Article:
Joel Weishaus


What Ever Became of Gilbert Stone?

While still a teenager, he painted a crucifixion from the deep perspective of blue pigments. This precocious picture braced his living room, alongside a life-size cardboard cut-out of Charlie Chaplin's star-crossed tramp. While I was outside playing ball, he'd be inside, patiently copying Old Master drawings.

In his 20s, his commercial art had begun appearing in magazines around the world, receiving three gold medals from the Society of Illustrators, and hundreds of other awards.

He won the Prix de Roma, and with wife and first child spent a year painting and sculpting at the site of his beloved Renaissance. Returning to New York, they bought a brownstone house in Brooklyn's Park Slope, filling it with artifacts from the auctions he attended built around the idea of getting me into trouble and so giving me the chance to be desperately serious in my attempt to appear as a normal little gentleman with a smoldering cigar.

I last saw Gilbert in the mid-1970s, when, driving down from Cambridge, I stopped at the farmhouse north of New York City they had made their home, converting a barn into a studio. What's trapped in my mind was that the transformation into apes also occurs in Talmudic versions of the Tower of Babel story, in which the builders were changed into 'apes, ghosts, spirits, and demons.' We can similarly understand the appellation 'God's ape' which was used to characterize the artist in the Renaissance, from Villani to Shakespeare. A denigration in antiquity, it became a title conveying high praise in the Renaissance...meaning he had for a pet a monkey in a cage.

A few years later, I was living above a storefront in San Francisco's Mission District occupied by a musician whose drums would explode up through my floor. On one of those head-banging evenings I phoned Gilbert to ask if he'd like to illustrate some poems I had written during my last trip to New York. Carol, his wife, answered. Gilbert wasn't home. To my inquiry, she said, "Gilbert has a patron and is very busy." His patron was the publisher of Penthouse.

O Charlie Chaplin;
a harelip
and two soles-
cruel fate,
as all of us live poorly-
strangers, stranger.

While Gilbert trained himself in the tradition of the Renaissance Masters, becoming one of the best draftsmen in the world, New York was in the throes of Minimal Art. This, and because of his successful career in commercial art--he loved things that money can buy--, he was ignored by the critics whose approval he needed to historicize his work. It must have been disheartening and immensely depressing to have seen artists a generation younger than him, whose only talent was for surfing the current, gaining almost instant recognition, and wealth, from critics, galleries, and collectors.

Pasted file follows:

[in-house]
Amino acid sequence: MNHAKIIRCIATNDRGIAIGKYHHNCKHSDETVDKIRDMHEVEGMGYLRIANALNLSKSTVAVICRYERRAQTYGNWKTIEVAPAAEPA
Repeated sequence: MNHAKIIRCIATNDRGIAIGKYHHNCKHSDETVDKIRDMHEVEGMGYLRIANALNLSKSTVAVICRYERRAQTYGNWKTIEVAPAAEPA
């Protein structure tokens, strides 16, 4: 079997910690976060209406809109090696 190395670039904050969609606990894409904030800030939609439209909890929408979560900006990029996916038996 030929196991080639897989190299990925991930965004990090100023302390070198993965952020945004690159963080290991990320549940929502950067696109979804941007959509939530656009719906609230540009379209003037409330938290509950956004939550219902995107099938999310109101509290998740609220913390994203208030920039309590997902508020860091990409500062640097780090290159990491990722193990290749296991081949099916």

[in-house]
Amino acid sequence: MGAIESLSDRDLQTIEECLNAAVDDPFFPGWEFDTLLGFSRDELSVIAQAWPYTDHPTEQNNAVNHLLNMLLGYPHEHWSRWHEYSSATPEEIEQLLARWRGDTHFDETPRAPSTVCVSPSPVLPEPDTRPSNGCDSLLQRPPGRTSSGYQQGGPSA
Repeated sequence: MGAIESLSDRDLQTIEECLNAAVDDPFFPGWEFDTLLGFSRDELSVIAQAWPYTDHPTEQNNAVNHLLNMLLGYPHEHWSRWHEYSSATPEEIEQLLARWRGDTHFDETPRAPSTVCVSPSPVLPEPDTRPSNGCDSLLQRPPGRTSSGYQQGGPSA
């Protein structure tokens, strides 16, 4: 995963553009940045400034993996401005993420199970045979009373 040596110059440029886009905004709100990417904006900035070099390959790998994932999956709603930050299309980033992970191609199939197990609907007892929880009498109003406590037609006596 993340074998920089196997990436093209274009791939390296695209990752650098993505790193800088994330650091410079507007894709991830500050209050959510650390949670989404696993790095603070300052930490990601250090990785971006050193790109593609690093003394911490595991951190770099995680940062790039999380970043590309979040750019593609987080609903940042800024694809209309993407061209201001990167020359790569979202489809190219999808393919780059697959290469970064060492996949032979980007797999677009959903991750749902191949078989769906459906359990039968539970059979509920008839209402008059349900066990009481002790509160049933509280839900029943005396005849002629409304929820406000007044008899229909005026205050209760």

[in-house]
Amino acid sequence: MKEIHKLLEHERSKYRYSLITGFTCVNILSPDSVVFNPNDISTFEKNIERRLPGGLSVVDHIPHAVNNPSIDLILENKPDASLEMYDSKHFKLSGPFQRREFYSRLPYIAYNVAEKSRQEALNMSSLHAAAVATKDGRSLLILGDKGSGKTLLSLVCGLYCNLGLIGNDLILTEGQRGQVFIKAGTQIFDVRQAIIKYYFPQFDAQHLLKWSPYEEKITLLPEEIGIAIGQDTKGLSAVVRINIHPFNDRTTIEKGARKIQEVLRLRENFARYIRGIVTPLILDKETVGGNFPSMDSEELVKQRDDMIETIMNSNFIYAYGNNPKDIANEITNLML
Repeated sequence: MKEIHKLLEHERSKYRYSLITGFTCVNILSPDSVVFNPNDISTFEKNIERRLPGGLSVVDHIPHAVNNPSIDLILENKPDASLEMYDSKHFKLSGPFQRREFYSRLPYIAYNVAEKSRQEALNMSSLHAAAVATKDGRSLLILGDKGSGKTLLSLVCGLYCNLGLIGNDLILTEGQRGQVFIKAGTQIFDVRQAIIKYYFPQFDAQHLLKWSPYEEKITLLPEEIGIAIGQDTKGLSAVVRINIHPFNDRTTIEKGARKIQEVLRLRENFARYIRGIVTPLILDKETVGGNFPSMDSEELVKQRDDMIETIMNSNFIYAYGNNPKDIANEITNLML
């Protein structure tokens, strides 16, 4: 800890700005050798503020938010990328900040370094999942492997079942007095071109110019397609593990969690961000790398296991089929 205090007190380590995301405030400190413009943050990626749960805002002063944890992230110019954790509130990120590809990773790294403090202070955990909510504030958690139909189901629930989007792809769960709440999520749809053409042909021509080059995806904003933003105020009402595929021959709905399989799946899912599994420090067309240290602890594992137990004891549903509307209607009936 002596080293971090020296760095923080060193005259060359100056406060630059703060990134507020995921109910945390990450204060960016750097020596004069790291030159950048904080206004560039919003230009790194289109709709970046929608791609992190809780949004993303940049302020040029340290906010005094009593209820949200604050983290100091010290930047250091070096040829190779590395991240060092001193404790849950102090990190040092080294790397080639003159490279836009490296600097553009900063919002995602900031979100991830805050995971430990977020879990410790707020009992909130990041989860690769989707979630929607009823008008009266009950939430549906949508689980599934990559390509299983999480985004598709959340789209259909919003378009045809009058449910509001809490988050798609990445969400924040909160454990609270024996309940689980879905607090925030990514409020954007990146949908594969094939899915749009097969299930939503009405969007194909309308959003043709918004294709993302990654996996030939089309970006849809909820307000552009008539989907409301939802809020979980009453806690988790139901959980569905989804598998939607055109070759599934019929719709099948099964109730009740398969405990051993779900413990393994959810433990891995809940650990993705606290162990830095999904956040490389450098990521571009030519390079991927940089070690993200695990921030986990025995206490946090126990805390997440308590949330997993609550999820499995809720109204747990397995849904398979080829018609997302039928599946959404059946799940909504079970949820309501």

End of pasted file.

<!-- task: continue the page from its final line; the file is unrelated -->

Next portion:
Now I will try to contact Gilbert again. As he had illustrated stories for Playboy, I query the magazine, and receive this terse reply: "The artist Gil Stone is deceased."

He is no longer painting, but is now a musician. I ask him: Have you stopped painting? He says that he has. Then I tell him that I wrote Playboy to find his whereabouts, only to receive word that he is deceased. Hearing this, he looks surprised; then laughs.

The School of Visual Arts, where Gilbert taught for some 20 years, sends me Carol's address. But it's her brother who replies:

"My sister, Carol Stone, is very ill with multiple sclerosis. Although she is still at home she is primarily bedridden and cannot communicate anything but a few basic needs."

He'll also send me the addresses of two "dear friends of both Carol & Gil." One is the artist Jean MacFarland, who lived with Gilbert & Carol before getting married and moving to Massachusetts, then to Santa Fe. Over the phone, Jean tells me how Gilbert, depressed from rejection by the Art World, along with the tragedy of his wife's progressively crippling disease, began drinking heavily, falling into what he came to see, in a flood of fantastic visions, was 'the other side,' of the visible world, the corruption, the evil, the rot, yet also its primordial power and mystery. For him they were not two sides of a coin but the indivisible essence of reality. Life does not end with fits of violence, and finally heroin addiction.

Jean went on to say that, during one of their kitchen conversations, Gilbert told her: "I got one up on the devil because the devil doesn't have a sense of humor."

Contemporary figurative art is an art of semblance, of the image in the sense not of picture, but of 'public image,' facade, paper tiger...What we are witnessing, then, is the emergence of an art of pose, an art not simply of position and posture...

I remembered one summer day, sitting alone in the darkness of a Brooklyn theater, watching Chaplin's The Gold Rush, about the Donner Party, who on the way to California missed the route and were snowbound in the Sierra Nevada mountains. Out of 160 pioneers only 18 survived, most...dying of hunger and cold. Some resorted to cannibalism, eating their dead, others roasted their moccasins to relieve their hunger. Out of this harrowing tragedy I conceived one of our funniest scenes. In dire hunger I boil my shoe and eat it...loud bursts of laughter turned my head to...picking the nails as though they were bones of a delicious capon, and eating the shoelaces as though they were spaghetti a few rows away. There was Gilbert, doubled over in hysterics, feeding his muse's insatiable imagination.

Gilbert Stone was one of the first persons in the US to die from AIDS